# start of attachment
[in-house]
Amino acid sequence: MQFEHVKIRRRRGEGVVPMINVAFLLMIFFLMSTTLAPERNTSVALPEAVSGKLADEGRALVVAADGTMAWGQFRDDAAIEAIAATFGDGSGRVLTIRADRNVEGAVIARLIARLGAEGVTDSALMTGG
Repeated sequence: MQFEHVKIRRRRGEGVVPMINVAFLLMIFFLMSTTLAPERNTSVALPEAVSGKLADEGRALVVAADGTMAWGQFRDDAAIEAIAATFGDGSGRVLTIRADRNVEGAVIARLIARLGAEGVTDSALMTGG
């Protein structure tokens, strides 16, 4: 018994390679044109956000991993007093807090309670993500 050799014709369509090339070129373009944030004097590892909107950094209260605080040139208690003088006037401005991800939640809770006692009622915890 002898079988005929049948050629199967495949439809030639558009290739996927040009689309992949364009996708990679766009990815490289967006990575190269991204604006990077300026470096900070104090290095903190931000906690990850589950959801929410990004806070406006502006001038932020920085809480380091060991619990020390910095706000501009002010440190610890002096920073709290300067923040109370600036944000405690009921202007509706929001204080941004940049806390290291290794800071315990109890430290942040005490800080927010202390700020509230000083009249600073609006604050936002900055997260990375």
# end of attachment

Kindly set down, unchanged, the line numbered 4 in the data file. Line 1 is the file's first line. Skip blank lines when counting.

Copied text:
């Protein structure tokens, strides 16, 4: 018994390679044109956000991993007093807090309670993500 050799014709369509090339070129373009944030004097590892909107950094209260605080040139208690003088006037401005991800939640809770006692009622915890 002898079988005929049948050629199967495949439809030639558009290739996927040009689309992949364009996708990679766009990815490289967006990575190269991204604006990077300026470096900070104090290095903190931000906690990850589950959801929410990004806070406006502006001038932020920085809480380091060991619990020390910095706000501009002010440190610890002096920073709290300067923040109370600036944000405690009921202007509706929001204080941004940049806390290291290794800071315990109890430290942040005490800080927010202390700020509230000083009249600073609006604050936002900055997260990375």